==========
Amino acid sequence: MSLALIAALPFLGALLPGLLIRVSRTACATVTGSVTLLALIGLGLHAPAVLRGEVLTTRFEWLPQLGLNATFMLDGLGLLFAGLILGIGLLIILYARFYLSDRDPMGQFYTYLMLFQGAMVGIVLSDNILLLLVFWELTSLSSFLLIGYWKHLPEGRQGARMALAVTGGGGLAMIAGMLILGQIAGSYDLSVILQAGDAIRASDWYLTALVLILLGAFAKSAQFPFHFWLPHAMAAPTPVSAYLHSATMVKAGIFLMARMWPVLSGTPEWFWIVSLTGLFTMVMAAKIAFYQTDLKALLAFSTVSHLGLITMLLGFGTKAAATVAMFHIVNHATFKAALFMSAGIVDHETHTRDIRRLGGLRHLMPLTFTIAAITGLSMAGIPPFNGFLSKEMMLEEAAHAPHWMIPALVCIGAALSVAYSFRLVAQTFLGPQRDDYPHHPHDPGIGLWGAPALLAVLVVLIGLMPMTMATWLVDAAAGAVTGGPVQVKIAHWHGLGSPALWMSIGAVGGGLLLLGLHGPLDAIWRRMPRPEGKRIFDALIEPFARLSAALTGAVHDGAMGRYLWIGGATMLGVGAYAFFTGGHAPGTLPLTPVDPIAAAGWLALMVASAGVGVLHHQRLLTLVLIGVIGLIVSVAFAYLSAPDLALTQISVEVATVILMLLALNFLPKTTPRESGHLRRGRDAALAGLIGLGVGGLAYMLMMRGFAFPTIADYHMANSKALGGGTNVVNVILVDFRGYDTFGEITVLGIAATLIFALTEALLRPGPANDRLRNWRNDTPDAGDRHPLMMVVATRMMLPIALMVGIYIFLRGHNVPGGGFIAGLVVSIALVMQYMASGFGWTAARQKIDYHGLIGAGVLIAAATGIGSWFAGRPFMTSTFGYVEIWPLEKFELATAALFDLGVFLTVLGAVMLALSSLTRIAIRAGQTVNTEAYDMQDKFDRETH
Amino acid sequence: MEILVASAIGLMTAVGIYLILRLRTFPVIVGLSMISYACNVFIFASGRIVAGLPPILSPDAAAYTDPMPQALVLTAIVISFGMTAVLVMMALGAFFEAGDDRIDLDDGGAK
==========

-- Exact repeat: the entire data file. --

Amino acid sequence: MSLALIAALPFLGALLPGLLIRVSRTACATVTGSVTLLALIGLGLHAPAVLRGEVLTTRFEWLPQLGLNATFMLDGLGLLFAGLILGIGLLIILYARFYLSDRDPMGQFYTYLMLFQGAMVGIVLSDNILLLLVFWELTSLSSFLLIGYWKHLPEGRQGARMALAVTGGGGLAMIAGMLILGQIAGSYDLSVILQAGDAIRASDWYLTALVLILLGAFAKSAQFPFHFWLPHAMAAPTPVSAYLHSATMVKAGIFLMARMWPVLSGTPEWFWIVSLTGLFTMVMAAKIAFYQTDLKALLAFSTVSHLGLITMLLGFGTKAAATVAMFHIVNHATFKAALFMSAGIVDHETHTRDIRRLGGLRHLMPLTFTIAAITGLSMAGIPPFNGFLSKEMMLEEAAHAPHWMIPALVCIGAALSVAYSFRLVAQTFLGPQRDDYPHHPHDPGIGLWGAPALLAVLVVLIGLMPMTMATWLVDAAAGAVTGGPVQVKIAHWHGLGSPALWMSIGAVGGGLLLLGLHGPLDAIWRRMPRPEGKRIFDALIEPFARLSAALTGAVHDGAMGRYLWIGGATMLGVGAYAFFTGGHAPGTLPLTPVDPIAAAGWLALMVASAGVGVLHHQRLLTLVLIGVIGLIVSVAFAYLSAPDLALTQISVEVATVILMLLALNFLPKTTPRESGHLRRGRDAALAGLIGLGVGGLAYMLMMRGFAFPTIADYHMANSKALGGGTNVVNVILVDFRGYDTFGEITVLGIAATLIFALTEALLRPGPANDRLRNWRNDTPDAGDRHPLMMVVATRMMLPIALMVGIYIFLRGHNVPGGGFIAGLVVSIALVMQYMASGFGWTAARQKIDYHGLIGAGVLIAAATGIGSWFAGRPFMTSTFGYVEIWPLEKFELATAALFDLGVFLTVLGAVMLALSSLTRIAIRAGQTVNTEAYDMQDKFDRETH
Amino acid sequence: MEILVASAIGLMTAVGIYLILRLRTFPVIVGLSMISYACNVFIFASGRIVAGLPPILSPDAAAYTDPMPQALVLTAIVISFGMTAVLVMMALGAFFEAGDDRIDLDDGGAK